Followill is also one of the invited speakers at the International Symposium on Standards, Applications and Quality Assurance in Medical Radiation Dosimetry (IDOS 2019). The conference begins next week and will provide a forum to discuss advances in the field over the last decade.

Dosimetry is used to keep radiotherapy safe and effective, but how do we ensure dosimetry itself is reliable?

Humans make mistakes. These can be either an individual mistake with one X-ray or electron beam or a systemic mistake that affects all the beams involved in radiation delivery. These kinds of mistakes can go unnoticed unless someone is double-checking the doses. The dosimetry audits we perform at IROC Houston, and those done by the IAEA, as well as other institutions around the world, are vital to ensuring accurate and consistent doses.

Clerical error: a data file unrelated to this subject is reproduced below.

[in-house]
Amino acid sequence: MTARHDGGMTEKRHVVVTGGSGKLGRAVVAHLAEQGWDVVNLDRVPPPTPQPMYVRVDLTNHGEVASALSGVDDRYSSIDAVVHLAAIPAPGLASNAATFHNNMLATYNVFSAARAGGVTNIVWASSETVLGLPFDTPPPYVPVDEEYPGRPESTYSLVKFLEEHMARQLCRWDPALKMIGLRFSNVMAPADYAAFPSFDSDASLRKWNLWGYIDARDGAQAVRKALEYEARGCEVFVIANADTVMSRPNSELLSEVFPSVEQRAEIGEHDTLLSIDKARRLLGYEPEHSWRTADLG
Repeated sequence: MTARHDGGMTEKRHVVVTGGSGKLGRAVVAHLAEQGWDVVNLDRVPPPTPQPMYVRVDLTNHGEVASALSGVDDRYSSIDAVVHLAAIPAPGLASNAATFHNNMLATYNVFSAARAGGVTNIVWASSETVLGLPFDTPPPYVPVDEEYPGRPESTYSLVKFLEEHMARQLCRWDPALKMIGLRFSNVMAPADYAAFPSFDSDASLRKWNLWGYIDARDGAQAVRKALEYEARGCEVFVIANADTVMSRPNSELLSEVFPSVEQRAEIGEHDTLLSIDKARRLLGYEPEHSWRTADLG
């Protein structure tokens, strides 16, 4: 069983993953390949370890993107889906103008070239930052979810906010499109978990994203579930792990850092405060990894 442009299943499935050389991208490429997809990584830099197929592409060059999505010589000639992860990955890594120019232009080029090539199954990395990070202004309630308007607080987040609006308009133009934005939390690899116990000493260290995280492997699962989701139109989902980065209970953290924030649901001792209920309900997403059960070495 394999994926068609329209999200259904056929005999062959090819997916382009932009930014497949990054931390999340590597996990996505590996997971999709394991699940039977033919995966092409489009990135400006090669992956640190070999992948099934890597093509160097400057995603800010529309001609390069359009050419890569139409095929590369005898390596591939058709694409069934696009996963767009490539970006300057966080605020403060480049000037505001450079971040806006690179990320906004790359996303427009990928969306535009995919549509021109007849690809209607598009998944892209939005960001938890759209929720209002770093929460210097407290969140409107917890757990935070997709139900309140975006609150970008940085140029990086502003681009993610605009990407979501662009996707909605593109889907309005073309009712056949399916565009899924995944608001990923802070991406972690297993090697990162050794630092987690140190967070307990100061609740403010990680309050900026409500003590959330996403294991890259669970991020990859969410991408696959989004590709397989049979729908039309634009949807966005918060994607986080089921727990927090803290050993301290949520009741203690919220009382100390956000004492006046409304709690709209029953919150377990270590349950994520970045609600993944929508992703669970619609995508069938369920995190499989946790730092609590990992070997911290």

Audits are independent peer-reviews of a clinic’s radiotherapy treatments. Clinics are provided with passive dosimeters (devices designed to measure an absorbed dose of radiation), which the clinic irradiates and sends back to the auditing programme to be evaluated. The audit results confirm if clinics are measuring doses correctly and help them identify and correct any potential mistakes. Getting others to take a second look means they can be confident in the accuracy of their dosimetry measurements.  

What do you think is needed to build and maintain a sound dosimetry programme at an institution?